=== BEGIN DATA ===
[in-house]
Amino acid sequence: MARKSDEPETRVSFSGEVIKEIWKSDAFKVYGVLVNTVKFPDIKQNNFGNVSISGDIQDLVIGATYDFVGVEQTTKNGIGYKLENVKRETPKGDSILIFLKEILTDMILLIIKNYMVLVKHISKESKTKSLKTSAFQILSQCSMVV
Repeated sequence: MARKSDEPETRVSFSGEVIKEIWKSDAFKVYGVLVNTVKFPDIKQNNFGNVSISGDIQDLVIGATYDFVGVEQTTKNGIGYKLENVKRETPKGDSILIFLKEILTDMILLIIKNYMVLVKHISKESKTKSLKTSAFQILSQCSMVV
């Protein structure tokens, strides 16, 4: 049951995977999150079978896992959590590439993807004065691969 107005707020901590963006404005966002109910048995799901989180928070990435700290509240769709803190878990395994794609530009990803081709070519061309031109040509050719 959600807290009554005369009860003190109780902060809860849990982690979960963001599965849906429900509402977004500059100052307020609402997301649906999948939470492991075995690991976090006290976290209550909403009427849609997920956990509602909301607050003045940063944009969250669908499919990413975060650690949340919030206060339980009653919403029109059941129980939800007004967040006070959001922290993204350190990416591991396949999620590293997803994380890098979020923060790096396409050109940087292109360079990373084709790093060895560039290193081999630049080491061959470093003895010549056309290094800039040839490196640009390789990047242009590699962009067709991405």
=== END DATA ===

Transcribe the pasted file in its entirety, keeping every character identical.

[in-house]
Amino acid sequence: MARKSDEPETRVSFSGEVIKEIWKSDAFKVYGVLVNTVKFPDIKQNNFGNVSISGDIQDLVIGATYDFVGVEQTTKNGIGYKLENVKRETPKGDSILIFLKEILTDMILLIIKNYMVLVKHISKESKTKSLKTSAFQILSQCSMVV
Repeated sequence: MARKSDEPETRVSFSGEVIKEIWKSDAFKVYGVLVNTVKFPDIKQNNFGNVSISGDIQDLVIGATYDFVGVEQTTKNGIGYKLENVKRETPKGDSILIFLKEILTDMILLIIKNYMVLVKHISKESKTKSLKTSAFQILSQCSMVV
């Protein structure tokens, strides 16, 4: 049951995977999150079978896992959590590439993807004065691969 107005707020901590963006404005966002109910048995799901989180928070990435700290509240769709803190878990395994794609530009990803081709070519061309031109040509050719 959600807290009554005369009860003190109780902060809860849990982690979960963001599965849906429900509402977004500059100052307020609402997301649906999948939470492991075995690991976090006290976290209550909403009427849609997920956990509602909301607050003045940063944009969250669908499919990413975060650690949340919030206060339980009653919403029109059941129980939800007004967040006070959001922290993204350190990416591991396949999620590293997803994380890098979020923060790096396409050109940087292109360079990373084709790093060895560039290193081999630049080491061959470093003895010549056309290094800039040839490196640009390789990047242009590699962009067709991405």